BRICS: a new model of global cooperation (by Ambassador Yakovenko for RBTH)

BRICS has become a solid inter-continental force within the existing system of global governance. There is nothing revolutionary or iconoclastic about it. It has evolved institutionally and intensified interaction among its members and demonstrated the capacity to contribute to the world’s prosperity and security. Its contribution to global GDP now stands at 31% compared with 24% in 2007.

The 8th BRICS Summit in Goa hosted by India in mid-October has reflected the existing high level of intra-BRICS strategic cooperation as well as presented additional opportunities for the genuine BRICS integration. The summit has ensured continuity and has taken into account initiatives that were put forward in Ufa, Russia, in 2015.

The BRICS summit resulted in the adoption of the Goa Declaration and the Action Plan for its implementation, the Provision on the BRICS Customs Cooperation Committee, the Memorandum of Understanding for the Establishment of the BRICS Agricultural Research Platform and the Memorandum of Understanding between BRICS Diplomatic Academies. This clearly demonstrates that the BRICS countries remain committed to inclusive economic growth, financial stability as well as to shaping a democratic and polycentric world order. The member-states share close positions on current global and regional issues, call for resolute action to fight terrorism and joint efforts to address other common threats and challenges. Nobody dictates to anyone, everything is subject to consensus.

The progress in the economic and financial cooperation is exemplified by the New BRICS Development Bank and the Contingent Reserve Arrangement having begun their work. The Development Bank has already approved the first five investment projects in the clean energy sector (one project in each member-state). On the agenda – to start working with BRICS national currencies. The roadmap for BRICS investment cooperation is readied for adoption, and we’ll start implementing the 2020 Economic Partnership Strategy.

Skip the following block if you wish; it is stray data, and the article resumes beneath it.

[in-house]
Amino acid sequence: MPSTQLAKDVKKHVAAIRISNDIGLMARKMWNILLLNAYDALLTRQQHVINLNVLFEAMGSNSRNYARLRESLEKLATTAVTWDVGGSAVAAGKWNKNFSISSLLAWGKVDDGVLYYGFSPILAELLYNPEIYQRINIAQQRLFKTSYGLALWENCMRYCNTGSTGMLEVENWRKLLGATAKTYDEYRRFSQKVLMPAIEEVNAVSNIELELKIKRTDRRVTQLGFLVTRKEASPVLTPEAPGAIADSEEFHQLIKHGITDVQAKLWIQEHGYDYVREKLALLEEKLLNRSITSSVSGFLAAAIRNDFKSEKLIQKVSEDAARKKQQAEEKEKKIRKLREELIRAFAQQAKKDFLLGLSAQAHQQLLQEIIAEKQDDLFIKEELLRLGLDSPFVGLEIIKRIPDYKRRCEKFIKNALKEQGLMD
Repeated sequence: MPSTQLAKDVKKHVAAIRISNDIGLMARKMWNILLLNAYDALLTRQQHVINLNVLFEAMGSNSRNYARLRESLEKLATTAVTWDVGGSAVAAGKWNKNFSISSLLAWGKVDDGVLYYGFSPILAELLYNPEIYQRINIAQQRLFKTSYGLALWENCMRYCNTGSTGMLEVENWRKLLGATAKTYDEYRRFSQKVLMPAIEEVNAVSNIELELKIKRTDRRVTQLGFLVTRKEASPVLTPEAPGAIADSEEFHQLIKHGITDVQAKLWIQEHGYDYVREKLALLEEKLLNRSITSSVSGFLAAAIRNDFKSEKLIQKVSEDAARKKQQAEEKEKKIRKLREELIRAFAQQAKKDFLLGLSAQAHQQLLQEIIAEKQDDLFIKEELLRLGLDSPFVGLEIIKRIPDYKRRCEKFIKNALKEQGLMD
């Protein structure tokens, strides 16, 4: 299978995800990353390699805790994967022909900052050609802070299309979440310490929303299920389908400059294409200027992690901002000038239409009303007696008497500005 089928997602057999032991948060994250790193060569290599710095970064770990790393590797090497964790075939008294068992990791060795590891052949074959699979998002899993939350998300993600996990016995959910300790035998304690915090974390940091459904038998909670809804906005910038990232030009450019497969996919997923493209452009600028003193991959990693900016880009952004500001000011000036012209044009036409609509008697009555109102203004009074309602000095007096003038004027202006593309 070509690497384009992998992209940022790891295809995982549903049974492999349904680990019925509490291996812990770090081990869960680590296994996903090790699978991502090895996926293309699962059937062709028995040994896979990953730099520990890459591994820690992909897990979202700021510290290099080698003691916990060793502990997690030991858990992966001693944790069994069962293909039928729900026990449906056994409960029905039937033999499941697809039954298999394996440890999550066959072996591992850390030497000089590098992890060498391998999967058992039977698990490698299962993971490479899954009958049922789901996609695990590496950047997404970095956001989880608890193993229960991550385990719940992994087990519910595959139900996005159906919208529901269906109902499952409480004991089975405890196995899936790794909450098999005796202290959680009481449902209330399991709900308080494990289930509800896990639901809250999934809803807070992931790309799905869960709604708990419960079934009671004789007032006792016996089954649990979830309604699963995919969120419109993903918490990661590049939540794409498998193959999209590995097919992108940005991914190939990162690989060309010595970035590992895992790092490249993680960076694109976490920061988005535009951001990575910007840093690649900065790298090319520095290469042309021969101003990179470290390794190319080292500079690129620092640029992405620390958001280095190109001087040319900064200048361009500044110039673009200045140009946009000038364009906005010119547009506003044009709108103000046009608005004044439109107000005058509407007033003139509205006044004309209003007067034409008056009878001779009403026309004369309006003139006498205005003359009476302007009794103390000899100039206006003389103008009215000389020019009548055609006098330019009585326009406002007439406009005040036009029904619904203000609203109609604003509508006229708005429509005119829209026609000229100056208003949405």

A global player now, BRICS is actively diversifying its activities by increasing the number of initiatives in industrial cooperation, labour and employment, education, agriculture, dealing with consequences of natural disasters, climate change and global health threats, including AIDS, Ebola, Zika and tuberculosis. In November 2017 Russia will host the High-level Global Conference on Tuberculosis, which will examine steps to fight these and other dangerous epidemics.

BRICS engages in discussions with non-BRICS countries to promote global economic cooperation. On the margins of the summit BRICS leaders met the Heads of delegations of the Bay of the Bengal Initiative for Multi-Sectoral Technical and Economic Cooperation (BIMSTEC). It have been agreed to “enrich our understanding and engagement” by organizing in the near future an Outreach BRICS – BIMSTEC Summit.

President Vladimir Putin and Prime Minister Narendra Modi also held very constructive bilateral talks and signed agreements on cooperation in the areas of information and communication, military collaboration, oil and gas, speed railway development, and in deployment of satellite navigation systems, etc.

So, the BIRCS interaction demonstrates much stronger performance as some critics are willing to recognize. BRICS increases its member-states’ global competitiveness, lowers barriers to trade and investment, as well as strengthens their voice in discussion of economic and political agenda. The members are unanimous in the commitment to multilateral diplomacy, the rule of law and the central role of the UN in international affairs.

I’d like to note that BRICS is a direct opposite of the cumbersome entangling alliances of the past. The member-states do not oppose anybody or anything, but join effort in promoting their national interest, defined within the real coordinates of today’s world with issues of development the top item on the agenda. And for Russia it is, among other thing, a major element of our geo-economic pivot to Asia and net-working diplomacy overall.